It’s NaNoWriMo. Where’s Your Novel?

November 5, 2014

It’s NaNoWriMo, folks.  Or for those of you sane people who are not stricken with the terrible writing affliction, it’s National Novel Writing Month.  People from all over the world sign up (literally, you sign up at that website) to write a novel by the end of November.  That’s 30 days.  The organization behind NaNoWriMo states their mission as one for boosting people to their creative potential.

So in honor of this heroic endeavor, I’ve fashioned a series of blog posts going through the 5 parts of a story to exhibit how a novel (here defined as a work of 50,000 words) can be written in as little as 30 days.  So come along and bring your notebook.  You’ll have your novel written in no time.

Part 1: Exposition

Let’s start where any good story does.  At the beginning.

Many a good story has started with the words “once upon a time,” and there is nothing wrong with starting a story here.  However, there are some things to accomplish after this in what is called the exposition of a story.  In the exposition, you tell your read what the heck is happening and who it is happening to.  Usually in the exposition, the reader gains some back story, some narrative, something that tells the reader what is going on in the story.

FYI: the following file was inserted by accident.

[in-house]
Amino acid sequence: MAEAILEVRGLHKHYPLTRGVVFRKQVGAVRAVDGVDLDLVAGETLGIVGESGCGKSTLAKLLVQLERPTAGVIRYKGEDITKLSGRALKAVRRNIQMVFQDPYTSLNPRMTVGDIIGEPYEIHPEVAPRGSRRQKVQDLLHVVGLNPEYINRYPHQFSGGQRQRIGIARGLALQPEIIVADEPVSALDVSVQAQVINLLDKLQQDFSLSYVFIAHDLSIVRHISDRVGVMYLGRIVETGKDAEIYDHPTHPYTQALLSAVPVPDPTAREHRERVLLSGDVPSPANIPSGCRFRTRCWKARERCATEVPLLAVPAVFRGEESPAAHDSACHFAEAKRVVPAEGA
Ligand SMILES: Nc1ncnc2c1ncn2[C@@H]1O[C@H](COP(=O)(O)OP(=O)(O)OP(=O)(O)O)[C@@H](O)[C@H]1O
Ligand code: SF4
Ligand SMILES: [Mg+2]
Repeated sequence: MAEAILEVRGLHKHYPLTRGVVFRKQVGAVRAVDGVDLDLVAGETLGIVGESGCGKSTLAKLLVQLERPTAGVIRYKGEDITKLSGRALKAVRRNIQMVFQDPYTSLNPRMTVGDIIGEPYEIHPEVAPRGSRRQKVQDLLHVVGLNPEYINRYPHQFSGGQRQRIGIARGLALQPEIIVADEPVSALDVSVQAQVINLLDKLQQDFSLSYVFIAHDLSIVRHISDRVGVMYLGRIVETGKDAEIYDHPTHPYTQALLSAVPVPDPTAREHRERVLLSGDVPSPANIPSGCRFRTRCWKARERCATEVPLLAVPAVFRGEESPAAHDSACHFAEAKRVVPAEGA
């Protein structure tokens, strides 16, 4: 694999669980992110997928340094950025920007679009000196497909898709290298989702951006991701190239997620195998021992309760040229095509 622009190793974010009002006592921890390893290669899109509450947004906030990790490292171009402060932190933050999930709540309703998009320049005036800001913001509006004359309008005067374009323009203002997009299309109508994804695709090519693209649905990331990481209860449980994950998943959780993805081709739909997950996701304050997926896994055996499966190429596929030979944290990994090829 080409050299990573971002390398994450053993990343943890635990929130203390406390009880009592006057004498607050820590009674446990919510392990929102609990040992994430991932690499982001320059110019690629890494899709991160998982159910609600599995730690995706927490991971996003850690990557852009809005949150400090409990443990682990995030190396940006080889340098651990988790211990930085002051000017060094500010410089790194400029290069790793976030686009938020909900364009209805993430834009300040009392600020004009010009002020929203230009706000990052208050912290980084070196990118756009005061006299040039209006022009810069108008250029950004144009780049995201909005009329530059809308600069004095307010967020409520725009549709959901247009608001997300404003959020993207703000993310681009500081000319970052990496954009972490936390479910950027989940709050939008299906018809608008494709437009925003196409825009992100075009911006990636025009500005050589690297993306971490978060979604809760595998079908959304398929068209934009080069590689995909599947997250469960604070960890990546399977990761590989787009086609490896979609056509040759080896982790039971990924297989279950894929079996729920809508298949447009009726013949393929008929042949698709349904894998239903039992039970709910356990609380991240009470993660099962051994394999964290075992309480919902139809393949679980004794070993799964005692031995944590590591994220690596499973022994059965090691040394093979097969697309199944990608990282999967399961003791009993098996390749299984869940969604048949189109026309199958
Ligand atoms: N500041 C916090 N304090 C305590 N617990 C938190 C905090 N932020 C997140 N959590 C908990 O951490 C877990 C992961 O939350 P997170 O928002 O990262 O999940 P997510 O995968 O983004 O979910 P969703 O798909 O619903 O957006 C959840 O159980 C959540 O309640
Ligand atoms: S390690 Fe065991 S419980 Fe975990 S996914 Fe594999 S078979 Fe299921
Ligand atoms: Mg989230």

Son of a Duke: Regency RomanceAs an example, the exposition in Son of a Duke, tells the reader several things:

  • It’s a story set in the Regency time period.
  • In London, England.
  • Our heroine is a housekeeper.
  • And something funny is most definitely going on or why else would a dead body catapult off a balcony to the floor of a crowded ballroom?

The exposition can take as long or as not as you want.  It’s your story.  But it can encompass 10,000 of the requisite 50,000 words.  That’s a 1/5 of the way there.

Here are some things to consider.

Establish your hero and heroine’s appearance.

This doesn’t mean to give a huge narrative on your hero’s bulging biceps.  Perhaps the heroine notices something unusual about how the hero walks, or the hero mentions to the heroine that he likes a tall woman.

Establish your hero and heroine’s personalities.

Your characters should never be as flat as the page they are written on.  Use the exposition to give signals as to the character’s personality.  Perhaps the heroine turns down the hero’s advances with a single pithy comment.  Perhaps the hero is too shy to speak to the heroine.  Give the reader a reason to learn more about these characters in the first few pages of the story.  Otherwise, there will be no reason to read on.

Next week, we’ll talk about rising action and the use of conflict in the story.

For those participating in NaNoWriMo, good luck meeting your word counts!

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